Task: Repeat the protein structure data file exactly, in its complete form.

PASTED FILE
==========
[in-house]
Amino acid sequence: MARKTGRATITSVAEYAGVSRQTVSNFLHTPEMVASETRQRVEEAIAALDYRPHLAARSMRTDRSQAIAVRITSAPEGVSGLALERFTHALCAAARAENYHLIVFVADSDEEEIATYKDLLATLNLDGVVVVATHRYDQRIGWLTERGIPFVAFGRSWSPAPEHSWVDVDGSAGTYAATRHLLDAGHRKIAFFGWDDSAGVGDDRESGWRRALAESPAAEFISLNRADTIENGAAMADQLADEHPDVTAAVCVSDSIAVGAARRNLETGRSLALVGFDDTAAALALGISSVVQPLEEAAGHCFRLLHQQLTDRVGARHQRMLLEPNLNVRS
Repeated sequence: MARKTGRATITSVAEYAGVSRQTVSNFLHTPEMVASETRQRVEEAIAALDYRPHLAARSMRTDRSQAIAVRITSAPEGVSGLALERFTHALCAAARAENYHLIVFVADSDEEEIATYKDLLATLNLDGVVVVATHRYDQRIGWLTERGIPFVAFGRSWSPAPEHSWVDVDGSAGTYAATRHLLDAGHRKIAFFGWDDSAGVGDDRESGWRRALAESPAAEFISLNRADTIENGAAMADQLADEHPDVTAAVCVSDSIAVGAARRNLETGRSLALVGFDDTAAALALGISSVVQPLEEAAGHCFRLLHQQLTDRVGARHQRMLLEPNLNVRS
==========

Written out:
[in-house]
Amino acid sequence: MARKTGRATITSVAEYAGVSRQTVSNFLHTPEMVASETRQRVEEAIAALDYRPHLAARSMRTDRSQAIAVRITSAPEGVSGLALERFTHALCAAARAENYHLIVFVADSDEEEIATYKDLLATLNLDGVVVVATHRYDQRIGWLTERGIPFVAFGRSWSPAPEHSWVDVDGSAGTYAATRHLLDAGHRKIAFFGWDDSAGVGDDRESGWRRALAESPAAEFISLNRADTIENGAAMADQLADEHPDVTAAVCVSDSIAVGAARRNLETGRSLALVGFDDTAAALALGISSVVQPLEEAAGHCFRLLHQQLTDRVGARHQRMLLEPNLNVRS
Repeated sequence: MARKTGRATITSVAEYAGVSRQTVSNFLHTPEMVASETRQRVEEAIAALDYRPHLAARSMRTDRSQAIAVRITSAPEGVSGLALERFTHALCAAARAENYHLIVFVADSDEEEIATYKDLLATLNLDGVVVVATHRYDQRIGWLTERGIPFVAFGRSWSPAPEHSWVDVDGSAGTYAATRHLLDAGHRKIAFFGWDDSAGVGDDRESGWRRALAESPAAEFISLNRADTIENGAAMADQLADEHPDVTAAVCVSDSIAVGAARRNLETGRSLALVGFDDTAAALALGISSVVQPLEEAAGHCFRLLHQQLTDRVGARHQRMLLEPNLNVRS